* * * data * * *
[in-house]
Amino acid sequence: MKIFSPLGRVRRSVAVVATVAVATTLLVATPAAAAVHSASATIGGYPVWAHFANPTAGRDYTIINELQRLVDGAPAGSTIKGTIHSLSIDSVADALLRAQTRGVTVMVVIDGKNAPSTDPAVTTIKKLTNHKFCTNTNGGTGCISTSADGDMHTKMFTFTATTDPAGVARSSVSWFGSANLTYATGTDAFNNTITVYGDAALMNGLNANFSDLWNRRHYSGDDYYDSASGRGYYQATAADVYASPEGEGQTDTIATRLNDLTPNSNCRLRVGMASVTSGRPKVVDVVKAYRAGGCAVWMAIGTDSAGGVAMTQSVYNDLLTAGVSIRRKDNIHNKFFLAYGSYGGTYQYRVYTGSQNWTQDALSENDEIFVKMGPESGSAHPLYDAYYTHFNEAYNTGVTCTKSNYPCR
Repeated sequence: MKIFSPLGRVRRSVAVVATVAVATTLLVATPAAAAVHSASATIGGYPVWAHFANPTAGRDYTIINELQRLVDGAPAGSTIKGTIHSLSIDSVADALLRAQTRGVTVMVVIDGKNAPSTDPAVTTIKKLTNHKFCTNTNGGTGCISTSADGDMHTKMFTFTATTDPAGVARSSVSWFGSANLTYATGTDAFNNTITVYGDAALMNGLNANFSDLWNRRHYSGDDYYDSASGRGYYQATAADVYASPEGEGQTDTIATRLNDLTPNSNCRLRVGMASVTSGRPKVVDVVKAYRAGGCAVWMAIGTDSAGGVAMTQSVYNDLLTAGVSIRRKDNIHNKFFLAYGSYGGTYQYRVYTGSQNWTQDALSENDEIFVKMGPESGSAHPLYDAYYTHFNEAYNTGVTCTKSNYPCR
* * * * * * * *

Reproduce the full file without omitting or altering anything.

[in-house]
Amino acid sequence: MKIFSPLGRVRRSVAVVATVAVATTLLVATPAAAAVHSASATIGGYPVWAHFANPTAGRDYTIINELQRLVDGAPAGSTIKGTIHSLSIDSVADALLRAQTRGVTVMVVIDGKNAPSTDPAVTTIKKLTNHKFCTNTNGGTGCISTSADGDMHTKMFTFTATTDPAGVARSSVSWFGSANLTYATGTDAFNNTITVYGDAALMNGLNANFSDLWNRRHYSGDDYYDSASGRGYYQATAADVYASPEGEGQTDTIATRLNDLTPNSNCRLRVGMASVTSGRPKVVDVVKAYRAGGCAVWMAIGTDSAGGVAMTQSVYNDLLTAGVSIRRKDNIHNKFFLAYGSYGGTYQYRVYTGSQNWTQDALSENDEIFVKMGPESGSAHPLYDAYYTHFNEAYNTGVTCTKSNYPCR
Repeated sequence: MKIFSPLGRVRRSVAVVATVAVATTLLVATPAAAAVHSASATIGGYPVWAHFANPTAGRDYTIINELQRLVDGAPAGSTIKGTIHSLSIDSVADALLRAQTRGVTVMVVIDGKNAPSTDPAVTTIKKLTNHKFCTNTNGGTGCISTSADGDMHTKMFTFTATTDPAGVARSSVSWFGSANLTYATGTDAFNNTITVYGDAALMNGLNANFSDLWNRRHYSGDDYYDSASGRGYYQATAADVYASPEGEGQTDTIATRLNDLTPNSNCRLRVGMASVTSGRPKVVDVVKAYRAGGCAVWMAIGTDSAGGVAMTQSVYNDLLTAGVSIRRKDNIHNKFFLAYGSYGGTYQYRVYTGSQNWTQDALSENDEIFVKMGPESGSAHPLYDAYYTHFNEAYNTGVTCTKSNYPCR